Amidst the COVID-19 crisis, I’ve decided to write about some of the work I’m doing for St. Lawrence University, where I serve as gallery director. I’m hoping I’ll still write about street art stickers here on Stickerkitty, but I’ve been too distracted lately to put my energies there. I’ve also decided to post some materials I’ve compiled over the past few years on family history, especially regarding my father, Rev. Dr. Duane W. Smith, who was active in the U.S. civil rights, women’s rights, and prison reform movements throughout his life. I’ve debated on posting about my dad for several months, and not sure if this was the right forum for it, but now seems like a good time to do so. More on that to follow later.
Non-essential SLU employees were directed to work from home as of Monday, March 23, though the University was on spring break the week before, so things were already pretty quiet on campus. Given that the gallery will now be physically closed until at least June, I’ve decided that the gallery staff (me and Carole Mathey, the assistant director) will focus on three things: digital collection projects (with help from Arline Wolfe, the library’s arts metadata technician), helping the art & art history department’s senior “exhibition,” and student and faculty engagement through social media. This is a version of an email I sent to my supervisor, the dean of academic affairs, last week:
- Earlier this year, Jstor contacted me and Eric Williams-Bergen about publishing the Street Art Graphics (SAG) digital archive directly to Jstor (in addition to it currently being published in Artstor and the Digital Public Library of America (DPLA). SLU would be one of the early image contributors to Jstor. They have now set everything up for me to do this, which I’ll be working on this week.
- I’m adding French language stickers to the SAG archive for an upcoming assignment in Eloise Brezault’s FR102 class. This follows assignments that Marina Llorente and Brook Henkel have done previously in other Modern Languages courses (specifically Spanish and German).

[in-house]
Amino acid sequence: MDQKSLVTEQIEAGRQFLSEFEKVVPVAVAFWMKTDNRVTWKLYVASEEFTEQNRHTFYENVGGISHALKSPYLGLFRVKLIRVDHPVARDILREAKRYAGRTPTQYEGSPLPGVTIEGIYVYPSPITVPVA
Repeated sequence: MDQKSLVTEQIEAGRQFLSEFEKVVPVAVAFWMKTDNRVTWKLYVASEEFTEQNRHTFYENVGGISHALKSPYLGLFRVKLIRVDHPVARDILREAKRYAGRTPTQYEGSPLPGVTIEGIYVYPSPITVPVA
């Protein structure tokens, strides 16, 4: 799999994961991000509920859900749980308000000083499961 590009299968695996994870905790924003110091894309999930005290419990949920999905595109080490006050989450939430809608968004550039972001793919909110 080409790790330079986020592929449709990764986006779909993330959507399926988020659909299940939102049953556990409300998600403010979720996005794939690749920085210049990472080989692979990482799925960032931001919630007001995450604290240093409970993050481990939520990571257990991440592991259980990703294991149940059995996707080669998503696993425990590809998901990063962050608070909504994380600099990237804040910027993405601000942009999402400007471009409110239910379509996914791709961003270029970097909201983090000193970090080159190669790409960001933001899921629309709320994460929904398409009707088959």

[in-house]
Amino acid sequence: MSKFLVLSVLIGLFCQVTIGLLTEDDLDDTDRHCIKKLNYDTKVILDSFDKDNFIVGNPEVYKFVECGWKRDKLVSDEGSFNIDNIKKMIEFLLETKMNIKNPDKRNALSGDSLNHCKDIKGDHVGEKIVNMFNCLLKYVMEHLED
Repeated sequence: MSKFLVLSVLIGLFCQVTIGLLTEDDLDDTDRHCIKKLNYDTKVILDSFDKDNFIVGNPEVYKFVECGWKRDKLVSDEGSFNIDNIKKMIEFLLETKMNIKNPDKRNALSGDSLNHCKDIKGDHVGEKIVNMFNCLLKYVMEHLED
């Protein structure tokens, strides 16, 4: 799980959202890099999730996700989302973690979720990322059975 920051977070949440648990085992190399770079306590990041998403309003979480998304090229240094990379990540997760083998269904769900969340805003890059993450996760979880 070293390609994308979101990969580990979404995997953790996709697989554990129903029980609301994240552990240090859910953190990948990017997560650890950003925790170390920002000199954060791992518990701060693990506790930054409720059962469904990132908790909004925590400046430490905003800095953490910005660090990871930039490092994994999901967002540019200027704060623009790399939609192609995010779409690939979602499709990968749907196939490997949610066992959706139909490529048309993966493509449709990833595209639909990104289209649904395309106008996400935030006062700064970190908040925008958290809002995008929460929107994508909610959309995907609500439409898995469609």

- The gallery will also publish the ~70 confocal images from Steven White’s and Jill Pflugheber’s Microcosms exhibition in Jstor, Artstor, and the DPLA. This is an important collection in terms of content that is unparalleled internationally. I anticipate a high degree of interest from the science/art community over this collection. Since it’s an entirely new collection, it’s going to take a little time to figure out metadata fields, etc., but totally do-able. [Steve teaches in Modern Languages and Jill teaches in the Biology department.]
- As mentioned in a previous email, we’re also creating a new Japanese Ukiyo-e and Mokuhanga Prints image collection for Melissa Schulenberg’s printmaking and First-Year Seminar students. The collection will be based on prints in SLU’s permanent collection.
- We’re also helping Sarah Knobel with her SYE “exhibition,” though we’re not sure yet what platform will be used.
Focusing first on the Japanese print collection, I spent a few days last week compiling a “data dictionary and cataloguing guide,” based on templates created by the Visual Resources Association and Artstor. We can also add customized metadata fields as needed. The dictionary and guide is included at the end of this post.
Yesterday, I configured the metadata fields in Jstor Forum, the cataloguing environment that then publishes content to “targets” (Artstor, Jstor, DPLA).
The next step was to create the cataloguing form in which we will enter metadata (in this case, textual data about visual images).
Later today, I will do the last step, which is to make sure our metadata fields are mapped to the right targets. I need to do some research to remember how to do this, but luckily Jstor Forum has a robust online support system, and I was able to chat with someone yesterday via text when I ran into a few snags.
The last time I did all of this was in 2015 for the Street Art Graphics digital archive, when I had someone from Artstor guide me through all of the steps. This time, I’m on my own and needless to say, it’s slow going, but fun. One has to determine what sort of data about an image would be useful for teaching and research and then work backwards to figure out the cataloguing.
Here below is what I’ve come up with so far. I grouped most of the fields together based on how we do 3×5-inch labels for artworks in an exhibition (artist, title, date, medium, dimensions, credit line) and left the others at the end.
Japanese Ukiyo-e and Mokuhanga Prints from St. Lawrence University’s Permanent Collection: Data Dictionary and Cataloguing Guidelines
(All fields are public unless otherwise noted.)
1. Creator: Linked Authority Field
Name, brief biographical information, and roles (if necessary) of the named creator or creators in the design and production of the work, presented in a syntax suitable for display to the end-user and including any necessary indications of uncertainty, ambiguity, and nuance. Controlled list is based on Shared Shelf Names, ULAN and Library of Congress Name Authority File (NAF).